“There are a fair amount of alternations in there that are violations,” Hull said of the North Shore area.

Authorities will be cracking down on those as the towns rebuild. They’ll also redouble efforts against illegally operating vacation rentals. The county had busted one just weeks ago and as proof of compliance got the mainland owner’s cancellation receipt for visitors who would have been there for the storm that washed the house away. 

“There are a lot of illegal vacation rentals throughout the state, throughout Kauai, but this area is inundated with illegal operations that we’re aware of and actively researching and constantly enforcing,” Hull said.

Since just 2015 in the North Shore area alone, the county has issued nearly 200 Zoning Compliance Notices and 59 Notices of Violation 

“We have shut down 155 transient vacation rentals just north of the Hanalei bridge,” Hull said, adding there are 200 more that are legally operating, but regulators have their sights set on those, too.

For example, a rule that says a 12-month gap in use voids the TVR permit. 

“Some of those, depending on the length of time that they may remain nonoperational as a business, may or may not be able to get repermitted as such,” explained Steven Hunt, Kauai real property tax manager.

“There have been many issues with these TVRs, their impact on nuisance and noise issues, to impacts on housing being provided in the area,” Hull said.

Also they’re worried about the limited evacuation resources for the single-lane-bridge community 

“And we basically saw that with this crisis,” Hull said. With tourists scattered among houses and rent-a-rooms, there’s no way to know how many people could have been missing or injured, there’s no equivalent of a hotel registry to refer to.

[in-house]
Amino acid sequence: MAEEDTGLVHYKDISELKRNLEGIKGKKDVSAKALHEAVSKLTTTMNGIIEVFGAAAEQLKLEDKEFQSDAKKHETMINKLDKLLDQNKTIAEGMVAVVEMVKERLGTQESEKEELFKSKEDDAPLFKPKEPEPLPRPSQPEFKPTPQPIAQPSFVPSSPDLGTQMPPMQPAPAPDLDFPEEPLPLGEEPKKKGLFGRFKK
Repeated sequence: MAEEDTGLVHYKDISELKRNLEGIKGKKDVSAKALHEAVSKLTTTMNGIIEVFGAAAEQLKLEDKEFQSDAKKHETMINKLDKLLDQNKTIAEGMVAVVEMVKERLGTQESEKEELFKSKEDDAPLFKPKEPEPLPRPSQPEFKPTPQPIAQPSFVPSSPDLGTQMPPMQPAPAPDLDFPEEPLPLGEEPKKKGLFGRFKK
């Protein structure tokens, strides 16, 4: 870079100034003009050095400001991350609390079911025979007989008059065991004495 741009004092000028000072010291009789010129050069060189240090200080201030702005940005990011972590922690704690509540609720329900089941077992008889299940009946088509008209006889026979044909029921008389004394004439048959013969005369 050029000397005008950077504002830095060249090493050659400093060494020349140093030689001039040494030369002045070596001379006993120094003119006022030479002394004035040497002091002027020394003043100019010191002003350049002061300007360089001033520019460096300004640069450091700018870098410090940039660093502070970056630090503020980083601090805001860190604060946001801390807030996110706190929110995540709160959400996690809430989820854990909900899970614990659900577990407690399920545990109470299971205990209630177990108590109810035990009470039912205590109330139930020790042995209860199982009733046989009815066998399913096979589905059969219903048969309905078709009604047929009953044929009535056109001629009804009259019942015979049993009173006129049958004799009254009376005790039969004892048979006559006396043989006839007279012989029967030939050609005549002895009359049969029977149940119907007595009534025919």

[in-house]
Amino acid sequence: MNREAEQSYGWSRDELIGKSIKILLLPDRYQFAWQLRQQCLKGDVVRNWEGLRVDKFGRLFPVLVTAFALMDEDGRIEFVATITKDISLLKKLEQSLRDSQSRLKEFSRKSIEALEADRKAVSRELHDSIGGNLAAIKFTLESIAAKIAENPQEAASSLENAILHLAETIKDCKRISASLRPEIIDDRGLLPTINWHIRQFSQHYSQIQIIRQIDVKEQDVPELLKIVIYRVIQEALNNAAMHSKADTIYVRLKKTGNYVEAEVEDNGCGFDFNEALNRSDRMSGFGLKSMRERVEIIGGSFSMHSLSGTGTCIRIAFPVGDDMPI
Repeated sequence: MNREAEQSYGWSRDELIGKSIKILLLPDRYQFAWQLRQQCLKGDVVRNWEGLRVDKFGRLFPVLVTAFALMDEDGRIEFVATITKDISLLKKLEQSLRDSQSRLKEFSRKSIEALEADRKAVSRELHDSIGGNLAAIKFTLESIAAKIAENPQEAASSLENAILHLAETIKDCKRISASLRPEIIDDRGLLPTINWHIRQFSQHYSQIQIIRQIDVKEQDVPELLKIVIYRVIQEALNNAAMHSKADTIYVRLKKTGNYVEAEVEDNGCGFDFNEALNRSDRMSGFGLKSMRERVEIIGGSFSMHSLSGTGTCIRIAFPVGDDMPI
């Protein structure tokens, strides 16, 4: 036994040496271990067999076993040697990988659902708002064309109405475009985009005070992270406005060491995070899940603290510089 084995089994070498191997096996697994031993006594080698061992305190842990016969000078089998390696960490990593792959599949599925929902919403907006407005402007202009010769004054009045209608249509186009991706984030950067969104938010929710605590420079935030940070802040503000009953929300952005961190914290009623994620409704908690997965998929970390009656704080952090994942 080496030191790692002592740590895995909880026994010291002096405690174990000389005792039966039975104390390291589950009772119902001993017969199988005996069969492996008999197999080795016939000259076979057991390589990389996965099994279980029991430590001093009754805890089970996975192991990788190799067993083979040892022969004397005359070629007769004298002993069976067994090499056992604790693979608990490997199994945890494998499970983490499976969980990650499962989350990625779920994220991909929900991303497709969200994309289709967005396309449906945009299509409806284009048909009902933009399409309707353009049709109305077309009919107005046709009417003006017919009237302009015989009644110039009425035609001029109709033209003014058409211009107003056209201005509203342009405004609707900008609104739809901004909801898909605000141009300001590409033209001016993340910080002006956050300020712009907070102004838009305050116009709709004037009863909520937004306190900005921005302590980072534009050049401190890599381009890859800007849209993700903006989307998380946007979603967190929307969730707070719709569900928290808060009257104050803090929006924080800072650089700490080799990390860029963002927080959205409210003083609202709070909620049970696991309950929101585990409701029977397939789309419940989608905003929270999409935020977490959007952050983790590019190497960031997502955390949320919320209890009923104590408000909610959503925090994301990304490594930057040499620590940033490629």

“We here at the county of Kauai have been pursuing for years to amortize or phase out these nonconforming legal transient vacation rentals from areas like Hanalei and Wainiha and Haena,” Hull said. 

A state legislature bill for the third year in a row had language to let counties ratchet back on even licensed vacation rentals — it died again. The county funds a couple hundred thousand a year for enforcement of what’s become a lucrative industry where one house could make that much in a matter of months. 

“The fact that there’s multimillion-dollar operations just in Hanalei and Wainiha alone, and the legal obstacles that they can put to our enforcement against them, we can always use more resources,” Hull said. “It would be great to see a landscape for the community to bring back local residents to that area again. The TVR operations and the speculative nature of those operations make it extremely hard for local families to be in there.” 

We’ll be following up to see what comes of the rebuilding and land-use issues in these most fragile areas.